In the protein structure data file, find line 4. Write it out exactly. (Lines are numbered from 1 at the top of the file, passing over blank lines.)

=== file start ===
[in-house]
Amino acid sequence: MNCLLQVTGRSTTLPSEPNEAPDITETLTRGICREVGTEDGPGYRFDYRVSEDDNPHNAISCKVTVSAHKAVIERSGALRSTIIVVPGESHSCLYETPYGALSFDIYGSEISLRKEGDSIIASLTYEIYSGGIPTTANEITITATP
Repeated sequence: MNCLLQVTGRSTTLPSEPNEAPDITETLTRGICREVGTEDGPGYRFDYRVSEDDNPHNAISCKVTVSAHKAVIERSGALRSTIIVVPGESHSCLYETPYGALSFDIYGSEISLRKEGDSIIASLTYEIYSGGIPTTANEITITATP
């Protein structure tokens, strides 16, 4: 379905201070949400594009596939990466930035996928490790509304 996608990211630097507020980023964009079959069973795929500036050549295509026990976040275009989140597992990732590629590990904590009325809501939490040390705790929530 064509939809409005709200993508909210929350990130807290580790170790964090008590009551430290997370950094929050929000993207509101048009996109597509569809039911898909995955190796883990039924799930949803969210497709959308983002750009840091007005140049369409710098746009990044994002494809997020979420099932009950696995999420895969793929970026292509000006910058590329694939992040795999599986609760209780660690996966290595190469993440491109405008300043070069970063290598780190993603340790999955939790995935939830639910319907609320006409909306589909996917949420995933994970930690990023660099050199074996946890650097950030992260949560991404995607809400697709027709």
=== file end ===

């Protein structure tokens, strides 16, 4: 379905201070949400594009596939990466930035996928490790509304 996608990211630097507020980023964009079959069973795929500036050549295509026990976040275009989140597992990732590629590990904590009325809501939490040390705790929530 064509939809409005709200993508909210929350990130807290580790170790964090008590009551430290997370950094929050929000993207509101048009996109597509569809039911898909995955190796883990039924799930949803969210497709959308983002750009840091007005140049369409710098746009990044994002494809997020979420099932009950696995999420895969793929970026292509000006910058590329694939992040795999599986609760209780660690996966290595190469993440491109405008300043070069970063290598780190993603340790999955939790995935939830639910319907609320006409909306589909996917949420995933994970930690990023660099050199074996946890650097950030992260949560991404995607809400697709027709």